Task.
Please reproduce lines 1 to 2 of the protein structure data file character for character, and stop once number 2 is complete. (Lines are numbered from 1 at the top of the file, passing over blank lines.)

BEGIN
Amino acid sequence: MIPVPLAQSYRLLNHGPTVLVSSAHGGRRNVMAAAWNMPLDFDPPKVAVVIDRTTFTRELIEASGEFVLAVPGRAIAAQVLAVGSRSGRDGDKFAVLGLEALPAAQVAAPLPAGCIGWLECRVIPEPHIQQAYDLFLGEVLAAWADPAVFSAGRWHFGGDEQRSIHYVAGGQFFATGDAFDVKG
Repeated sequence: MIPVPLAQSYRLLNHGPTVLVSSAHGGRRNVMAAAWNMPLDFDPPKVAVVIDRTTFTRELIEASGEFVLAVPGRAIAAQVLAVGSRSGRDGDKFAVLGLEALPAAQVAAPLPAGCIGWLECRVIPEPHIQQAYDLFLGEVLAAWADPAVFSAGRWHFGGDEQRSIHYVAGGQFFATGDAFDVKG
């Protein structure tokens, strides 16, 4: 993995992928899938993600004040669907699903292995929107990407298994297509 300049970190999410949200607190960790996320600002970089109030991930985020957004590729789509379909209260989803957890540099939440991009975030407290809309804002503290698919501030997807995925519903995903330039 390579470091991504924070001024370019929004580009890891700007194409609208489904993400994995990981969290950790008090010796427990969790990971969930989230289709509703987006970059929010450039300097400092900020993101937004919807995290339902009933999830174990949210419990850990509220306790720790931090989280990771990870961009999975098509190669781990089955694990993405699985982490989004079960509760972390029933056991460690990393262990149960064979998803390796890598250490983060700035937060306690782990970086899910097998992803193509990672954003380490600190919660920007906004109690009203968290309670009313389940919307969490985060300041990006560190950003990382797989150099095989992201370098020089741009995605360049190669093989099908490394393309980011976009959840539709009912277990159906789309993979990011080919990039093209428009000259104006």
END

Amino acid sequence: MIPVPLAQSYRLLNHGPTVLVSSAHGGRRNVMAAAWNMPLDFDPPKVAVVIDRTTFTRELIEASGEFVLAVPGRAIAAQVLAVGSRSGRDGDKFAVLGLEALPAAQVAAPLPAGCIGWLECRVIPEPHIQQAYDLFLGEVLAAWADPAVFSAGRWHFGGDEQRSIHYVAGGQFFATGDAFDVKG
Repeated sequence: MIPVPLAQSYRLLNHGPTVLVSSAHGGRRNVMAAAWNMPLDFDPPKVAVVIDRTTFTRELIEASGEFVLAVPGRAIAAQVLAVGSRSGRDGDKFAVLGLEALPAAQVAAPLPAGCIGWLECRVIPEPHIQQAYDLFLGEVLAAWADPAVFSAGRWHFGGDEQRSIHYVAGGQFFATGDAFDVKG